Why jewish kiss the door

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The act of kissing the mezuzah, a small parchment scroll containing biblical verses affixed to the doorposts of Jewish homes, is a longstanding tradition within the Jewish faith. This custom holds deep religious and cultural significance for Jews around the world, serving as a tangible expression of devotion, reverence, and connection to Jewish heritage and tradition. Understanding why Jews kiss the mezuzah involves exploring the historical, religious, and symbolic dimensions of this practice, as well as its contemporary relevance within Jewish communities.

One of the primary reasons why Jews kiss the mezuzah is rooted in religious tradition and interpretation of Jewish law. The commandment to affix a mezuzah to the doorposts of one’s home is derived from the Torah, specifically from the passage known as the Shema, found in the book of Deuteronomy. In the Shema, Jews are instructed to love and serve God with all their heart, soul, and strength, and to teach His commandments to their children, “and thou shalt write them upon the door-posts of thy house, and upon thy gates” (Deuteronomy 6:9). This commandment has been interpreted by Jewish scholars and religious authorities as requiring Jews to affix a mezuzah to the doorposts of their homes as a sign of their commitment to God’s commandments and their dedication to Jewish tradition.

Furthermore, the act of kissing the mezuzah is seen as a form of reverence and acknowledgment of God’s presence and protection. The mezuzah serves as a tangible reminder of God’s covenant with the Jewish people and His promise to watch over them and protect them from harm. By kissing the mezuzah upon entering or leaving a room, Jews express their gratitude to God for His blessings and protection, as well as their commitment to living a life of faith, obedience, and righteousness.

Moreover, kissing the mezuzah is often associated with the concept of hachnasat orchim, or welcoming guests, in Jewish tradition. According to Jewish custom, the mezuzah serves as a symbol of hospitality and welcome, inviting guests into the home and reminding them of the values of kindness, compassion, and generosity. By kissing the mezuzah upon entering or leaving a room, Jews demonstrate their commitment to the principles of hospitality and community, as well as their desire to create a warm and welcoming environment for themselves and others.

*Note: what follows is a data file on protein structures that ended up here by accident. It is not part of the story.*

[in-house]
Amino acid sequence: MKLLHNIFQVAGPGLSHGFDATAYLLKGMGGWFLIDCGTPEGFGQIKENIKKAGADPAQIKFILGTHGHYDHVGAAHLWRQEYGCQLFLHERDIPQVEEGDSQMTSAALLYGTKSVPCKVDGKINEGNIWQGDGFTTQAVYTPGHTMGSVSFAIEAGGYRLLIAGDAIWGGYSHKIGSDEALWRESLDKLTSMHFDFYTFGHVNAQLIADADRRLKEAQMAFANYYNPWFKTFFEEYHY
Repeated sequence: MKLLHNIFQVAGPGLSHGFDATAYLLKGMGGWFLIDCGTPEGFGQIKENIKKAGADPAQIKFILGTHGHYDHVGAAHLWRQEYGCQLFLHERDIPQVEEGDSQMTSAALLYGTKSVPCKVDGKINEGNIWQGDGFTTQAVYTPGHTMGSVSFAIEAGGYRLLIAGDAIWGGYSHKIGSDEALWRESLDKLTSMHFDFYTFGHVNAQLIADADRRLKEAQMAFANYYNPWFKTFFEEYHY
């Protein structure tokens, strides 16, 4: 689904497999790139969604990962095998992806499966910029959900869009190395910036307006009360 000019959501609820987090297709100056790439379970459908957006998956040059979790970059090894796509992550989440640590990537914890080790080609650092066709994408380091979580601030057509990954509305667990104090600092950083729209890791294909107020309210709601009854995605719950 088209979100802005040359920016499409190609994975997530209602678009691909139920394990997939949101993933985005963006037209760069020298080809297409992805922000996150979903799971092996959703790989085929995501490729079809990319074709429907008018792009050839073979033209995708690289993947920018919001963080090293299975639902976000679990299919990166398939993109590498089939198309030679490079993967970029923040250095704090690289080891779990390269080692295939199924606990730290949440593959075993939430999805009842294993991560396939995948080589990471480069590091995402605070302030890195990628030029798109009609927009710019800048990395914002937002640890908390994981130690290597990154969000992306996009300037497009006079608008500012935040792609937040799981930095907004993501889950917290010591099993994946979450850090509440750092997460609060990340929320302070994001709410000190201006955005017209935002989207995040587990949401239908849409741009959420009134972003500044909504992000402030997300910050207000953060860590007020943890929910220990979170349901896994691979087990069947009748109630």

Additionally, kissing the mezuzah is a deeply ingrained cultural practice within Jewish communities, passed down through generations as a cherished tradition and symbol of Jewish identity. For many Jews, kissing the mezuzah is a deeply personal and meaningful act that connects them to their religious heritage and ancestral roots. It serves as a tangible link to the past, reminding them of the sacrifices and struggles of their ancestors, as well as the enduring strength and resilience of the Jewish people.

It’s important to note that while kissing the mezuzah is a common custom among Jews, its observance may vary among different Jewish communities and individuals. Some Jews may kiss the mezuzah with their hand, lips, or fingers, while others may simply touch it or bow in reverence. Additionally, the frequency and manner of kissing the mezuzah may differ depending on personal custom, religious observance, and cultural background.

In contemporary Jewish society, where religious observance and cultural practices are subject to individual interpretation and adaptation, the act of kissing the mezuzah remains a cherished and integral aspect of Jewish life. It serves as a visible expression of faith, devotion, and connection to Jewish tradition, as well as a symbol of God’s presence and protection in the home. By continuing to observe this ancient custom, Jews around the world affirm their commitment to their religious heritage and their desire to pass on the values and traditions of their ancestors to future generations.

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